Los Angeles misses out on stimulus grants

The city of Los Angeles lost out on more than $125 million in federal stimulus money because of a lack of oversight across the various departments pursuing the funds, City Controller Wendy Greuel said Monday.

In an audit of the city’s application processes for competitive grants from the 2009 American Recovery and Reinvestment Act, Greuel found that the lack of a centralized body to oversee the city’s scattered departments led to a series of oversights that reduced the city’s share of the billions in funding awarded across the country.

The city applied for 88 competitive grants worth about $1.3 billion under the federal stimulus measure. Of those, the city was awarded 24 grants totaling $261 million, the audit found. Greuel said the city failed to pursue all funding that it was eligible to receive.

Among other reasons, various departments contended that the grants were not pursued because of a lack of staffing resulting from furloughs and early retirements along with decisions by some officials to pursue only the grants that they felt they had the best chance of winning, the audit found.


In a severe budget crisis, it is crucial that the city pursue any possible source of funding, Greuel said.

“The city must not leave opportunities and cash on the table,” she said. “It is reckless to do so.”

Because there are no formal, citywide guidelines on application processes, the quality of the grant applications varied among departments, Greuel said. Although some departments have formal guidelines and manuals for grant applications, others rely on a few employees to navigate the often complex application processes on top of their other duties.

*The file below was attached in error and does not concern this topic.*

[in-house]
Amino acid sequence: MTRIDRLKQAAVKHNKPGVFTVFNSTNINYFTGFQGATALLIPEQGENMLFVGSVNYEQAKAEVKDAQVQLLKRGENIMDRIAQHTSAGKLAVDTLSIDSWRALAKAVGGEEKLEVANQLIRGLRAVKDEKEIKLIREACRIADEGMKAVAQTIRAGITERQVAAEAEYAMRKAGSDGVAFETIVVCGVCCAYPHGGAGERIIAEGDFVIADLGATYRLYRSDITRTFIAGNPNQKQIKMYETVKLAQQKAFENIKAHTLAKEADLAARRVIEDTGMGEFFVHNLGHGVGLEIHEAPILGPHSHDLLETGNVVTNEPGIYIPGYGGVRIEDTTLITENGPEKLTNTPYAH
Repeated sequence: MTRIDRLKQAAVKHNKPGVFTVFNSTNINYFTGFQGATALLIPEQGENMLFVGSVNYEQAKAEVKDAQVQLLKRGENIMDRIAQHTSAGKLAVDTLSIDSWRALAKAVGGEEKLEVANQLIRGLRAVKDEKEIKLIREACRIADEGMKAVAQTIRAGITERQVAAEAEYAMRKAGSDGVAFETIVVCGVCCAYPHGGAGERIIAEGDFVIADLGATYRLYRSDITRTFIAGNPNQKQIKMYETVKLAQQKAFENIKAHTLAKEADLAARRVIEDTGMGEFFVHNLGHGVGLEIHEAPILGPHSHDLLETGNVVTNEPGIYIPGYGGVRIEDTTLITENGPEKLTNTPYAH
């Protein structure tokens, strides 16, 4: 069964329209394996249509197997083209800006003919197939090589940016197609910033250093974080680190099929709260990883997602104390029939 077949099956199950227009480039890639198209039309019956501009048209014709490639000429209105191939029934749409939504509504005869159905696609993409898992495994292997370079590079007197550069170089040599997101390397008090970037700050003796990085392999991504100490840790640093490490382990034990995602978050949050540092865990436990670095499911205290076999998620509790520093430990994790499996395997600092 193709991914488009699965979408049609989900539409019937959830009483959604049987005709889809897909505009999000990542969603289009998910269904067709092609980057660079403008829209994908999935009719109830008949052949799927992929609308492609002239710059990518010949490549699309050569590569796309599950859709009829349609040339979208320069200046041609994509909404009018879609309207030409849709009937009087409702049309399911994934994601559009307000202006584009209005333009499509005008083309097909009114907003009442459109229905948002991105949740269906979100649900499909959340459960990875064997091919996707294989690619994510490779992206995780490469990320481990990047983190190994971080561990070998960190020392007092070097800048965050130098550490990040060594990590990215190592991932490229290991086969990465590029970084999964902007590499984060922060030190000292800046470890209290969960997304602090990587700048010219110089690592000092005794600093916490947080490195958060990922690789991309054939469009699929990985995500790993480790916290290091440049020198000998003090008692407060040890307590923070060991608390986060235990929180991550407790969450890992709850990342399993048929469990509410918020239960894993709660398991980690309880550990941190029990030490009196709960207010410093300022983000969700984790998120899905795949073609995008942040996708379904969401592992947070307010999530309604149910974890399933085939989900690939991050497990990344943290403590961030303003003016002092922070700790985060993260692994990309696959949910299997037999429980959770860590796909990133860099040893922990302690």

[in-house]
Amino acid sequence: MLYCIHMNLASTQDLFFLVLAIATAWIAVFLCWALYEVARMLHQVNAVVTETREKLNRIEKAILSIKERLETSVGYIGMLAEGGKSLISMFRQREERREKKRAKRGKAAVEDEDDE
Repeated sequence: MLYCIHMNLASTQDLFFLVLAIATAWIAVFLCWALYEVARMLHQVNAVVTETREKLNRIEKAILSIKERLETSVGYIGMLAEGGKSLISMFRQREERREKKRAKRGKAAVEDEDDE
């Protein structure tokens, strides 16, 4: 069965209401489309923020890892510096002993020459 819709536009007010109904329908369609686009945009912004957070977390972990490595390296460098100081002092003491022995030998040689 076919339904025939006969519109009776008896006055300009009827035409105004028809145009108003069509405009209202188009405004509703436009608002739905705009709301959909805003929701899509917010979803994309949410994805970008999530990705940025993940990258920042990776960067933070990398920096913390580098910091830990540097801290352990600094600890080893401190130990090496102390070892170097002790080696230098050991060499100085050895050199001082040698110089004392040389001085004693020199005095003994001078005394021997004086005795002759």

Among those without guidelines are the Los Angeles Police Department, the Los Angeles Fire Department and the city attorney’s office, Greuel said.

In one instance, Los Angeles World Airports, the city’s airport agency, received $10.8 million from the Department of Transportation for the relocation of a fire station at L.A. International Airport.

The funding program, which included $1.1 billion available nationwide for airport improvements, could be used for a variety of projects, and applicants could apply in more than one category.

The agency, however, applied in only one category. The audit found that officials chose to focus solely on the category in which they felt the city could win and did not pursue any others, although they were eligible.

Greuel has discussed the implementation of an oversight body with City Administrative Officer Miguel Santana, who supports the idea.


Santana said that mere eligibility for a grant does not make it the right fit. Some require the city to make contributions or to provide certain services that are hard to manage in difficult economic times.

“Having a central body to look at grants will make sure that we are pursuing those that support the work of the city, instead of going for dollars just for the sake of going for dollars,” Santana said.

Greuel also criticized the pace at which the cash-strapped city has accepted and received grant funding. Typically, the process takes between five and six weeks. But most American Recovery and Reinvestment Act grants were not accepted by the City Council until months after they were awarded, the audit found.

In addition to establishing citywide guidelines and an oversight body, Greuel recommended that the city provide support to departments to ensure quality applications and require departments to seek and document reasons for grant denials.


“We need to have a focused attention, a focused process that is going to guarantee that we get those dollars on the street as quickly as possible,” she said.